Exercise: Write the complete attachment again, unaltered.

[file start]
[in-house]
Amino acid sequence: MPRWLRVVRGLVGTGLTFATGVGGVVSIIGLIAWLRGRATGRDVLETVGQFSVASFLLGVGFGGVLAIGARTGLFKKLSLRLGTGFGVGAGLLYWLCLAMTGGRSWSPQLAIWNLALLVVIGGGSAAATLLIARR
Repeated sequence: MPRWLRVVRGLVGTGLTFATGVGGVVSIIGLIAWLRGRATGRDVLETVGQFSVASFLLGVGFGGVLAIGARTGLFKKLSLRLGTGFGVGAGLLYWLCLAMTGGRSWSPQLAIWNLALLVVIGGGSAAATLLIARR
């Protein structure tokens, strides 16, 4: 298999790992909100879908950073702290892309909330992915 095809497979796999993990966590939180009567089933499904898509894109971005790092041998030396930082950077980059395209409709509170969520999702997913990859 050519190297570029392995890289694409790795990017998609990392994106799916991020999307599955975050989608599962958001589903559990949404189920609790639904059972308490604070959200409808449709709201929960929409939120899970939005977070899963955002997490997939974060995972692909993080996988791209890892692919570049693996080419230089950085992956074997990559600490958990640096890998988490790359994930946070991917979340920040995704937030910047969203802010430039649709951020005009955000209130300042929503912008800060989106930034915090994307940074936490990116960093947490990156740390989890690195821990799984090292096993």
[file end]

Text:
[in-house]
Amino acid sequence: MPRWLRVVRGLVGTGLTFATGVGGVVSIIGLIAWLRGRATGRDVLETVGQFSVASFLLGVGFGGVLAIGARTGLFKKLSLRLGTGFGVGAGLLYWLCLAMTGGRSWSPQLAIWNLALLVVIGGGSAAATLLIARR
Repeated sequence: MPRWLRVVRGLVGTGLTFATGVGGVVSIIGLIAWLRGRATGRDVLETVGQFSVASFLLGVGFGGVLAIGARTGLFKKLSLRLGTGFGVGAGLLYWLCLAMTGGRSWSPQLAIWNLALLVVIGGGSAAATLLIARR
């Protein structure tokens, strides 16, 4: 298999790992909100879908950073702290892309909330992915 095809497979796999993990966590939180009567089933499904898509894109971005790092041998030396930082950077980059395209409709509170969520999702997913990859 050519190297570029392995890289694409790795990017998609990392994106799916991020999307599955975050989608599962958001589903559990949404189920609790639904059972308490604070959200409808449709709201929960929409939120899970939005977070899963955002997490997939974060995972692909993080996988791209890892692919570049693996080419230089950085992956074997990559600490958990640096890998988490790359994930946070991917979340920040995704937030910047969203802010430039649709951020005009955000209130300042929503912008800060989106930034915090994307940074936490990116960093947490990156740390989890690195821990799984090292096993």